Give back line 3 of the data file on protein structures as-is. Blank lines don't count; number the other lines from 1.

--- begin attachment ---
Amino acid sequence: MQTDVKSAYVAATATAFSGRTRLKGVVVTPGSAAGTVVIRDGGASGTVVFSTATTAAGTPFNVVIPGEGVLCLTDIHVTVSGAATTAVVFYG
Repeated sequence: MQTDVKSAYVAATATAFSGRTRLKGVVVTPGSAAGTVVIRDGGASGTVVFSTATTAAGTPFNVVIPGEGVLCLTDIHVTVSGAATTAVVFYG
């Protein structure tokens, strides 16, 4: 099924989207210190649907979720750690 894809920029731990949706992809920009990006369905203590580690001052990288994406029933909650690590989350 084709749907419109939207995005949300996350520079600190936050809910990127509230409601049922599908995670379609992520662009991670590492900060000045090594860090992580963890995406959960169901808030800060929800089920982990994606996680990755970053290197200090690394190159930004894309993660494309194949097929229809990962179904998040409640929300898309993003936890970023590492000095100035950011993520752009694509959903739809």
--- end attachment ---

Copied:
């Protein structure tokens, strides 16, 4: 099924989207210190649907979720750690 894809920029731990949706992809920009990006369905203590580690001052990288994406029933909650690590989350 084709749907419109939207995005949300996350520079600190936050809910990127509230409601049922599908995670379609992520662009991670590492900060000045090594860090992580963890995406959960169901808030800060929800089920982990994606996680990755970053290197200090690394190159930004894309993660494309194949097929229809990962179904998040409640929300898309993003936890970023590492000095100035950011993520752009694509959903739809």